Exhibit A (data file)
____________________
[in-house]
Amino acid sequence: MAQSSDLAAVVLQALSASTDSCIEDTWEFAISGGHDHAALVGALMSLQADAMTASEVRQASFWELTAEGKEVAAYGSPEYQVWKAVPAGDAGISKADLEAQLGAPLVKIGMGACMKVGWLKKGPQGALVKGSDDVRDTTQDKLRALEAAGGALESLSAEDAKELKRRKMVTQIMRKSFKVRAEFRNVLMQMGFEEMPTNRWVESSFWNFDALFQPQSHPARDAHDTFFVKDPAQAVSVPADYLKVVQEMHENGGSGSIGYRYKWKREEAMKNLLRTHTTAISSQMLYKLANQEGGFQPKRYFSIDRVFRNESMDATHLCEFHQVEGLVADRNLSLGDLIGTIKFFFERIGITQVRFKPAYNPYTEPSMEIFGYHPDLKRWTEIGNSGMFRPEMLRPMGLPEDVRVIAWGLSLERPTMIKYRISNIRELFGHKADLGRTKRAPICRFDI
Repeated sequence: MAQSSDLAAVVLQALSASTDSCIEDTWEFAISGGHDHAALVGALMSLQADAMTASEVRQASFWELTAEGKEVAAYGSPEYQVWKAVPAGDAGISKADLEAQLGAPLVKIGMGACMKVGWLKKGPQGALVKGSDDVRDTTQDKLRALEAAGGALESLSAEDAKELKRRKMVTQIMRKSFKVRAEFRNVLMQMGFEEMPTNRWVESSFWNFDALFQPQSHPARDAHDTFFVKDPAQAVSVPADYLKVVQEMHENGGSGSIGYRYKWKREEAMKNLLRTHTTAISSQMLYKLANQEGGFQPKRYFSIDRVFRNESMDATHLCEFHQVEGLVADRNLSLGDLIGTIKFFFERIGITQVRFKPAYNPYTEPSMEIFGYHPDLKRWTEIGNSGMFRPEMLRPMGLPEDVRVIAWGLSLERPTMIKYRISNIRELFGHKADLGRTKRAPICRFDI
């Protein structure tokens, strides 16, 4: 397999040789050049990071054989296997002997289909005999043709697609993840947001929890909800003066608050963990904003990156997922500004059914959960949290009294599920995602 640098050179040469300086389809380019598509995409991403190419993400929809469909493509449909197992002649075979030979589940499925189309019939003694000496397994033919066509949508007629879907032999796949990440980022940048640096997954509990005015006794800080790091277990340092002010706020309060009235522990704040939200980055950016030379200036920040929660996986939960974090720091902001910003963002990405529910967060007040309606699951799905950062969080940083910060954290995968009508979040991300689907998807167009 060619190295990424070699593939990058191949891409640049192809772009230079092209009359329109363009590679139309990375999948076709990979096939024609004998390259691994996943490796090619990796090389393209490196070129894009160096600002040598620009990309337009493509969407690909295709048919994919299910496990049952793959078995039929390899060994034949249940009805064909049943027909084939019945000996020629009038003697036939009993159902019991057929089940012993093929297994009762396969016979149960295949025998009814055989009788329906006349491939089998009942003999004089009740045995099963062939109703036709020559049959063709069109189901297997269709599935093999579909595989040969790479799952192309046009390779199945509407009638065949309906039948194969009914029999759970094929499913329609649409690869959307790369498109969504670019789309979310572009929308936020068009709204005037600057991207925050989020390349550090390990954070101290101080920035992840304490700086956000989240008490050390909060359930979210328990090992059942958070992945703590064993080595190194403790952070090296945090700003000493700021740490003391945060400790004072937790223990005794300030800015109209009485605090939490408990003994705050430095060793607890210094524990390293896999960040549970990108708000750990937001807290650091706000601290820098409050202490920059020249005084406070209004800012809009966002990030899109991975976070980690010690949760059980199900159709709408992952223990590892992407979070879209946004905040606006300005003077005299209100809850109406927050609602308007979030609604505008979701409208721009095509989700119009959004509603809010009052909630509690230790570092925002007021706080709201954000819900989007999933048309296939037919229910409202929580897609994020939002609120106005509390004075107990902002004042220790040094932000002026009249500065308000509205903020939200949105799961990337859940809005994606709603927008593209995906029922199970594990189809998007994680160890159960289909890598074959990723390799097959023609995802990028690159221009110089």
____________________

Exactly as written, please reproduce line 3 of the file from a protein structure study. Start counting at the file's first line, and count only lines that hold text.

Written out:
Repeated sequence: MAQSSDLAAVVLQALSASTDSCIEDTWEFAISGGHDHAALVGALMSLQADAMTASEVRQASFWELTAEGKEVAAYGSPEYQVWKAVPAGDAGISKADLEAQLGAPLVKIGMGACMKVGWLKKGPQGALVKGSDDVRDTTQDKLRALEAAGGALESLSAEDAKELKRRKMVTQIMRKSFKVRAEFRNVLMQMGFEEMPTNRWVESSFWNFDALFQPQSHPARDAHDTFFVKDPAQAVSVPADYLKVVQEMHENGGSGSIGYRYKWKREEAMKNLLRTHTTAISSQMLYKLANQEGGFQPKRYFSIDRVFRNESMDATHLCEFHQVEGLVADRNLSLGDLIGTIKFFFERIGITQVRFKPAYNPYTEPSMEIFGYHPDLKRWTEIGNSGMFRPEMLRPMGLPEDVRVIAWGLSLERPTMIKYRISNIRELFGHKADLGRTKRAPICRFDI